Aminah Robinson Fayek, PhD, PEng

Photo of Chairholder Aminah Robinson Fayek

NSERC Industrial Research Chair in Strategic Construction Modeling and Delivery
Professor, Construction Engineering and Management
Ledcor Professor in Construction Engineering

Dr. Aminah Robinson Fayek is a tenured professor with the Department of Civil and Environmental Engineering at the University of Alberta. Since joining the Department in 1997, Dr. Robinson Fayek has become a respected member of Alberta’s construction industry and an internationally recognized expert in fuzzy logic and fuzzy hybrid modeling techniques for intelligent decision support in the construction industry. She holds the prestigious Ledcor Professorship in Construction Engineering, with a mandate to advance research, scholarship, and learning in construction.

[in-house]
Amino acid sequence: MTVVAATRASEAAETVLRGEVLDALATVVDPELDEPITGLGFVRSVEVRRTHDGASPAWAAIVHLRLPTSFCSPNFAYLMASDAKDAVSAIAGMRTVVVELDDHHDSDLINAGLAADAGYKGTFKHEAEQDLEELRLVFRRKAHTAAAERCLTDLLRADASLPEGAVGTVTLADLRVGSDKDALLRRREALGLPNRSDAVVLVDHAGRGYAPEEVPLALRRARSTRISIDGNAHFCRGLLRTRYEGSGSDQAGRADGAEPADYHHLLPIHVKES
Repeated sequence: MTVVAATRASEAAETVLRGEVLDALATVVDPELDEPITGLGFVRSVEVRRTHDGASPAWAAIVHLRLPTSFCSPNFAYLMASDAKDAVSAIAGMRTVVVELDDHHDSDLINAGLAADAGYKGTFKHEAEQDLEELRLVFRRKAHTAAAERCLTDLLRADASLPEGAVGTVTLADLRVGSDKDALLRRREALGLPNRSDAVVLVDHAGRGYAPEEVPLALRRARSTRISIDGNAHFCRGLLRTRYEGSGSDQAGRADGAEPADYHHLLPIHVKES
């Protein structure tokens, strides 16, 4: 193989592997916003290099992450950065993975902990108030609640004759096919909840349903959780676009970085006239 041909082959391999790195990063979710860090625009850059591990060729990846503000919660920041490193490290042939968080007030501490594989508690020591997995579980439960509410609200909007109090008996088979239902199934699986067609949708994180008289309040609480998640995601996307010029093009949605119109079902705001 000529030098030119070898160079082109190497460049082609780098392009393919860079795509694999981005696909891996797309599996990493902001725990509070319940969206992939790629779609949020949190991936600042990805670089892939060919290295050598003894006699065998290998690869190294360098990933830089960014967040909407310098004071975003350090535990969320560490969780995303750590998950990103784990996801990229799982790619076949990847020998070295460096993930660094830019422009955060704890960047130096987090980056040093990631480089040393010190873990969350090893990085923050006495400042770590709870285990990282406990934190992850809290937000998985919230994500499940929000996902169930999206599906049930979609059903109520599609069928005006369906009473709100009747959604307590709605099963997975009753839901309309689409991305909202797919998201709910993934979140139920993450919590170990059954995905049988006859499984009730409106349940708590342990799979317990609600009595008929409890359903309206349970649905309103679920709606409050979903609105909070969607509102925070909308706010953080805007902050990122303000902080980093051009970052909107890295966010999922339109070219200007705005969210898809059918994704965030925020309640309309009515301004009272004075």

In 2007, Dr. Robinson Fayek became the NSERC Associate Industrial Research Chair in Construction Engineering Management at the University of Alberta. As the Associate Chair, she developed a successful formula for collaborative research between the University and industry. Her research partnerships produced studies in subjective knowledge elicitation and consensus reaching, contractor prequalification, industry performance benchmarking, reducing field rework, reducing workforce absenteeism, and improving supervisory training. The research also led to the development of several valuable applications for industry, including a contractor prequalification tool, a foreman skills development tool, and a workforce absenteeism tracking tool.

In January 2012, Dr. Robinson Fayek became the NSERC Senior Industrial Research Chair (IRC) in Strategic Construction Modeling and Delivery. The IRC specializes in developing hybrid intelligent decision support systems that incorporate fuzzy logic with other modeling techniques, such as artificial neural networks, genetic algorithms, and simulation. The research has significant potential to change the way in which the construction industry models operations and decisions, leading to more accurate and realistic representations of the expert reasoning process and the uncertainty involved.